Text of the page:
A recommendation suggested that at least five subjects per item are needed to evaluate the reliability and validity of KAT questionnaire.25 Therefore, 120 participants were needed for the purpose of validation. Doubling the sample size, with an additional 30% as drop out, was considered necessary for the study to overcome erroneous results and increase the reliability of the conclusions. With this number of participants, it would be possible to discriminate between high and low correlations.26 Only 195 registered pharmacists (pharmacists who graduated from college of pharmacy and members of the Syndicate of Iraqi Pharmacists [SIP]) were accepted to be involved in this study and completed the questionnaire. Twenty five participants from the sample population were randomly selected for test–retest reliability within 1–2 weeks and not included in the final sample study. During the registration meeting governed by the SIP for unregistered pharmacists (pharmacists newly graduated from college of pharmacy and not members of SIP), a comparable sample (N=170) was selected randomly.
Validation and reliability
Face validity is the capacity of an item to measure the construct that it proposes to measure.27 Five experts in the pharmacy field were invited in order to test the degree of difficulty, clarity, appropriateness, and comprehensiveness of the questionnaire items and to provide feedback and judge the face validity of KAT questionnaire.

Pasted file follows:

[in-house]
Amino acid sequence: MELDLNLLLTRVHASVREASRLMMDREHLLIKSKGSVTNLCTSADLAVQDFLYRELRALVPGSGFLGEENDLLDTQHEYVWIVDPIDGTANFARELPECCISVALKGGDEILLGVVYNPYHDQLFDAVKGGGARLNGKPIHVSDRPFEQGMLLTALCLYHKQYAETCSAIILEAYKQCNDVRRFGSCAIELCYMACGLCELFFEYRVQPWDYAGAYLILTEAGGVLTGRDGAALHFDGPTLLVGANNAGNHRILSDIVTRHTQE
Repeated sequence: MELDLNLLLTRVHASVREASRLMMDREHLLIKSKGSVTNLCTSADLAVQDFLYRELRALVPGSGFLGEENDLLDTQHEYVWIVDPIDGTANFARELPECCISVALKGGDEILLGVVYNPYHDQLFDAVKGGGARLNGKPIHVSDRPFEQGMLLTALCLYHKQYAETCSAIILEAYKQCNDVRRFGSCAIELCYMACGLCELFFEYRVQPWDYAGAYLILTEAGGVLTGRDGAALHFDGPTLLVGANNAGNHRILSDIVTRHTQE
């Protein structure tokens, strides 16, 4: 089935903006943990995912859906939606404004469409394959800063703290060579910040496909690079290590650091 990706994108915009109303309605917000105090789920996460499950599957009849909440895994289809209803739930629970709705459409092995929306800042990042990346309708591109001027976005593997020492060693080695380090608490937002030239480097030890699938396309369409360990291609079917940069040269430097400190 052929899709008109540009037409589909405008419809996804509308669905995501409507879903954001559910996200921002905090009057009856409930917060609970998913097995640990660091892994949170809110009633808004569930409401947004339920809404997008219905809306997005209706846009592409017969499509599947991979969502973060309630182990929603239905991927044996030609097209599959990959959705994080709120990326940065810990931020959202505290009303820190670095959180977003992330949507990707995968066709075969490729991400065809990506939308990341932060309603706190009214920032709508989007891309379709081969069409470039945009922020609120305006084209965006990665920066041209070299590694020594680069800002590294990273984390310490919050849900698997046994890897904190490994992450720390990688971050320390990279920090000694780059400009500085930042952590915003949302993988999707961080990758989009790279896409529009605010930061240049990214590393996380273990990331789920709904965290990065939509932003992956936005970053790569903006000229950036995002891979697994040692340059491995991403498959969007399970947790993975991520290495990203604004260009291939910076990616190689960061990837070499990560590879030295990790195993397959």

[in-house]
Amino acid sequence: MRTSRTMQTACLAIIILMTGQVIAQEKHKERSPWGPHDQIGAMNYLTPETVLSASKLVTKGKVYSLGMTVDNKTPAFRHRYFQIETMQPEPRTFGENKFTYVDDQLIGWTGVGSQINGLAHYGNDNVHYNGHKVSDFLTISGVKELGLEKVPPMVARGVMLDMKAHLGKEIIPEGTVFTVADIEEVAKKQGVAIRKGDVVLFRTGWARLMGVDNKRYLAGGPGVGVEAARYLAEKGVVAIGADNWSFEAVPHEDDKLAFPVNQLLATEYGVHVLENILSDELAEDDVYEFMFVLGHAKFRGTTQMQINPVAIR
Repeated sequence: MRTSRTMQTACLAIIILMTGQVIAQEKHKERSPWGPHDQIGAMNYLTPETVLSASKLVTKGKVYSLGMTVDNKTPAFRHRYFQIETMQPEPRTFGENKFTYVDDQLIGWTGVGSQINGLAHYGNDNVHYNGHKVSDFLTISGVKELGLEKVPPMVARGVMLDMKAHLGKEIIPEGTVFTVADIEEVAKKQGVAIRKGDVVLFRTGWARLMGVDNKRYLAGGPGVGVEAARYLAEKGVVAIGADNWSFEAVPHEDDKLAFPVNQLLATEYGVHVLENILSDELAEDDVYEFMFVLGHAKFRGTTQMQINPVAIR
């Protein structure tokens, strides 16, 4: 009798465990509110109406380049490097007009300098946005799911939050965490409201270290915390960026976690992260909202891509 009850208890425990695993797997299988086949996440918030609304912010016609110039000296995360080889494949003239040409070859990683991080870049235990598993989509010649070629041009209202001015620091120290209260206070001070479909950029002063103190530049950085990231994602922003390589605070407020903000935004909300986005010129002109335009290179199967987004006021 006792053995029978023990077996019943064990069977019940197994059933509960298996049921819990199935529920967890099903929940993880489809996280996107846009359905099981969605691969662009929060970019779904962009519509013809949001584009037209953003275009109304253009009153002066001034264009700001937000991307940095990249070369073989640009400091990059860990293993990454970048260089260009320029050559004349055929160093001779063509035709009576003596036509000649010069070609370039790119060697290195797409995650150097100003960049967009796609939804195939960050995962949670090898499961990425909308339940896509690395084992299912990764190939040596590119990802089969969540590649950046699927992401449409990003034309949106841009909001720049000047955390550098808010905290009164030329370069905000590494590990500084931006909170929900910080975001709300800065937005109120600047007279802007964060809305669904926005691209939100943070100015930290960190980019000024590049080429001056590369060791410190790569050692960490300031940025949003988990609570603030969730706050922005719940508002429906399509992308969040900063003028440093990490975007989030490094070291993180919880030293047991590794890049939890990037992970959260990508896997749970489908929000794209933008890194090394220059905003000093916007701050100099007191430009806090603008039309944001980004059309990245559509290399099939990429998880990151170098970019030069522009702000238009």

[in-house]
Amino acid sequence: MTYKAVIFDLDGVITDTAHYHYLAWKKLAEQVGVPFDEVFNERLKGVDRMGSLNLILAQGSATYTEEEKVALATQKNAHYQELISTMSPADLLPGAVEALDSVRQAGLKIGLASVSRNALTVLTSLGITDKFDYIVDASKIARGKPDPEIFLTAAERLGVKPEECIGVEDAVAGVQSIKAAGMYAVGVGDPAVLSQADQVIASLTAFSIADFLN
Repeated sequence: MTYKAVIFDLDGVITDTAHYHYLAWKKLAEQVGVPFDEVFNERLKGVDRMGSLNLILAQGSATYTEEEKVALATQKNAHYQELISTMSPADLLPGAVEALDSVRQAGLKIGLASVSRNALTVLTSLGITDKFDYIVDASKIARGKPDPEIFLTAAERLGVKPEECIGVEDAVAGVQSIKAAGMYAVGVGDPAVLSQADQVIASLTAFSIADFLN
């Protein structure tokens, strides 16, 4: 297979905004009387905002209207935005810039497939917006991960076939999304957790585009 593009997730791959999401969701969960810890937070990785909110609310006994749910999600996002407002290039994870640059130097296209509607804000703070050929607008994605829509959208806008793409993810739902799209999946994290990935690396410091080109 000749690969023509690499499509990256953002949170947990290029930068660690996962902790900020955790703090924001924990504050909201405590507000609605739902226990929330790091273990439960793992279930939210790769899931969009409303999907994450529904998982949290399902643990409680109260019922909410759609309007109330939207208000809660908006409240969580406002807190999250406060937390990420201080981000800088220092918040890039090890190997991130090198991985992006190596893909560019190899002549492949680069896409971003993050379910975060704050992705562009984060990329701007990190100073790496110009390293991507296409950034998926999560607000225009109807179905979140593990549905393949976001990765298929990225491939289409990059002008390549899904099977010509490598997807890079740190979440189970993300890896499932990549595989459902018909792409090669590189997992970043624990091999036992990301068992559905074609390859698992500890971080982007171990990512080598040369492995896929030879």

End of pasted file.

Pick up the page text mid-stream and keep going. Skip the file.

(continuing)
The internal consistency of KAT questionnaire was evaluated using Cronbach’s alpha with a minimum acceptable criterion above 0.50. The corrected item total correlations between the scales and their corresponding items were assessed with a minimum acceptable correlation of 0.20.28 Pearson’s correlation coefficient was used to evaluate test–retest reliability.25
Percentages, frequencies, and mean ± SD were used when applicable. The significance level was set at a P-value less than 0.05 using Predictive Analytics Software version 19.0. The chi square, Mann–Whitney U, and Kruskal–Wallis tests were used to evaluate the association and differences when applicable. The statistical analysis of the validation processes included assessing reliability (Cronbach’s alpha and test–retest) and item analysis.
Out of a total of 312 registered pharmacists receiving the questionnaire, only 170 agreed to participate in this study (total response 54.49%). The total sample for validation study was 340 (170 registered pharmacists and 170 unregistered pharmacists), in addition to 25 registered pharmacists for test–retest analysis.